I used a basic in-line ignition tester to make sure that the cylinder was getting spark. And since the bike had been running perfectly up until this point, I assumed (read: hoped, again) that compression was good.
So, the only other obvious culprit was fuel.
But before blaming the carburetor, I checked the air filter. A clogged, dirty air cleaner can really mess with your air/fuel ratio and they’re a heck of a lot easier to replace than a carburetor. Popping the airbox lid off gave me another big whiff of gas, and revealed a puddle of fuel trapped in the bottom of the airbox—which was promptly wiped up to ensure that everything was spic-n-span.
The air filter itself? Well, it looked pretty good, yet I cleaned it too, just to make sure.
After waiting a few hours for the air cleaner to dry, I went to reinstall it into the bike. And then I noticed a new puddle of gasoline collecting again on the bottom of the airbox.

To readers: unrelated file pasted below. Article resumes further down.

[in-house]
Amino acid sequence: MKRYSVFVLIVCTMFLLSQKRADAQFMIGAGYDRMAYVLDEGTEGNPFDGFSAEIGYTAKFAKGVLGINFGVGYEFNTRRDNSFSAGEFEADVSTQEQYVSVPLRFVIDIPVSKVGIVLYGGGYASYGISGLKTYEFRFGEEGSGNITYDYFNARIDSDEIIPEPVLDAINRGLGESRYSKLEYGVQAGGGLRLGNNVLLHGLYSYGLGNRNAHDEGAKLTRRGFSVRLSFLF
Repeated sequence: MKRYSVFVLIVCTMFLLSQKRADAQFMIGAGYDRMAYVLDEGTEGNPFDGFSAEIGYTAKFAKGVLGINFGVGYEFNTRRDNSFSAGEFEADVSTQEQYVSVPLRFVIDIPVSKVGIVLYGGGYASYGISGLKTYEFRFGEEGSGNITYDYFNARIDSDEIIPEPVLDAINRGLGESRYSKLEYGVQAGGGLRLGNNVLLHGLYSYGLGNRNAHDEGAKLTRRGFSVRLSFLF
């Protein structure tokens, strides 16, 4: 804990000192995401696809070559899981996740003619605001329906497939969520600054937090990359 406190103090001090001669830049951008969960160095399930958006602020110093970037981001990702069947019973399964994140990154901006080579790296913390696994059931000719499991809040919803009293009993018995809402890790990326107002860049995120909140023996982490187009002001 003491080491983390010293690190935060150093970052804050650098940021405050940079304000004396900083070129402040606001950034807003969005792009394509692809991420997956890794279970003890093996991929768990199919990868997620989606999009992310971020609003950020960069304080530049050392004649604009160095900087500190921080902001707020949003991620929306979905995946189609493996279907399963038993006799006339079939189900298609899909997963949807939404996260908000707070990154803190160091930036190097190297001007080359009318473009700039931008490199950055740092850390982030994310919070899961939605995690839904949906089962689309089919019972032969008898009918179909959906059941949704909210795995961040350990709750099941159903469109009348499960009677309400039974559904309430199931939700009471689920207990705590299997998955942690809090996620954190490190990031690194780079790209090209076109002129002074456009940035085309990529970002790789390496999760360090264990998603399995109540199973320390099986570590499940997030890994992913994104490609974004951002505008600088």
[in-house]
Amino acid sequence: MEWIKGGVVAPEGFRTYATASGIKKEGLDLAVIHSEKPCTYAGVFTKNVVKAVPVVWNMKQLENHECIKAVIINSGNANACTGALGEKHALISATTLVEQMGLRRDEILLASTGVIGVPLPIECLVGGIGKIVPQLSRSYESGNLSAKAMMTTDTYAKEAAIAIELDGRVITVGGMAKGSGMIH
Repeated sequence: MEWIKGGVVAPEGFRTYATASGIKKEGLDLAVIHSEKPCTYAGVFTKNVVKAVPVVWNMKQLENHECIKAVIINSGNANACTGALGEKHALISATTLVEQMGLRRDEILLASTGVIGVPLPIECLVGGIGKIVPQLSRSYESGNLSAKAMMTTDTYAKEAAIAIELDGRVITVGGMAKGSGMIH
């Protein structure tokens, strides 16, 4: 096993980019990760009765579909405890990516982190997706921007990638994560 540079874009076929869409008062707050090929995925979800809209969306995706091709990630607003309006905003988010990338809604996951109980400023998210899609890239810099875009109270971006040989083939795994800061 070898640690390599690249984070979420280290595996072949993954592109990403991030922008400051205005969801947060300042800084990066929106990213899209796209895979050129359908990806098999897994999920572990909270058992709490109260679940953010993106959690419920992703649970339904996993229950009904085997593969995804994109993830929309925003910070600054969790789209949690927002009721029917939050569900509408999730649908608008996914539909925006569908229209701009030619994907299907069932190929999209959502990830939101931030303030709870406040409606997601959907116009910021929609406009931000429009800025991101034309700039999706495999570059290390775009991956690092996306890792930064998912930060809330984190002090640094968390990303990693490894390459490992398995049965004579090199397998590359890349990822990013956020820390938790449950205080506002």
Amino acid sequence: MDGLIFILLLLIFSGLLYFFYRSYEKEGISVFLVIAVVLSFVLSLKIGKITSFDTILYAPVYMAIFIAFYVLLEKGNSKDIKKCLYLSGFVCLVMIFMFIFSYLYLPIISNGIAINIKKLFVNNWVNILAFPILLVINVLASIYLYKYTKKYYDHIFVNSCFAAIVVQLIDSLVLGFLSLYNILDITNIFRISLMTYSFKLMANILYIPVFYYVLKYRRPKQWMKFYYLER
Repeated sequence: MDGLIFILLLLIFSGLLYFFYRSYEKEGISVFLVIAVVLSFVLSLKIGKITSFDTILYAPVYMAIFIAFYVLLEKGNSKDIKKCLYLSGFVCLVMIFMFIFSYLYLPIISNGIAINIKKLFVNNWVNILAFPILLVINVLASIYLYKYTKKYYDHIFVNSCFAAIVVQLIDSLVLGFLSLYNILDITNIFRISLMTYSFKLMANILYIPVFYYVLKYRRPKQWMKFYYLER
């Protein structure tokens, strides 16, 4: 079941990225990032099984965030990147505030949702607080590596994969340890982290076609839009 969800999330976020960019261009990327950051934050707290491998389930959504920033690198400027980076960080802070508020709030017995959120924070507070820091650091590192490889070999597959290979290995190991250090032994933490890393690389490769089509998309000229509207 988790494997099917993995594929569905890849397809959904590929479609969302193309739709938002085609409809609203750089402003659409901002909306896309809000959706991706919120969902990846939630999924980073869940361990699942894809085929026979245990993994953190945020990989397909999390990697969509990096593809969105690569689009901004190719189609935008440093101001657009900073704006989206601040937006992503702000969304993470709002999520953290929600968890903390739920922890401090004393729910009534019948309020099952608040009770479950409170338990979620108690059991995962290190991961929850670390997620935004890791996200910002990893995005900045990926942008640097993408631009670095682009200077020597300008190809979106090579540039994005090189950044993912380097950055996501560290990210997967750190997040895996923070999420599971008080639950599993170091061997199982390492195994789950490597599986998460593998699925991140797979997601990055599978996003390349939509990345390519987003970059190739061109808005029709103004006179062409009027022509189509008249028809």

That little clue lead me almost directly to the problem: an open carburetor fuel shutoff valve, perhaps caused by a stuck float.
So let me explain how I figured that out.
How a Typical Motorcycle Carburetor Works
Before EFI showed up, many motorcycles used a Constant Velocity carburetor (Or CV carb, if you’re in a hurry). We won’t go in-depth on how they work in this article, but you can catch a very practical explanation here.
What is important, however, is knowing that a CV carb like this typically keeps a fuel reservoir in a bowl at the bottom of the carb body. That bowl is gravity fed by the tank located above the carburetor. Inside the bowl is a float/pontoon system that, when the fuel level reaches a specific point, the float rises and activates a shutoff valve to stop the gas delivery from the fuel tank, ensuring a consistent amount of fuel in the bowl while preventing the carb from overfilling.
The Problem with a Stuck Carburetor Fuel Shutoff Float Valve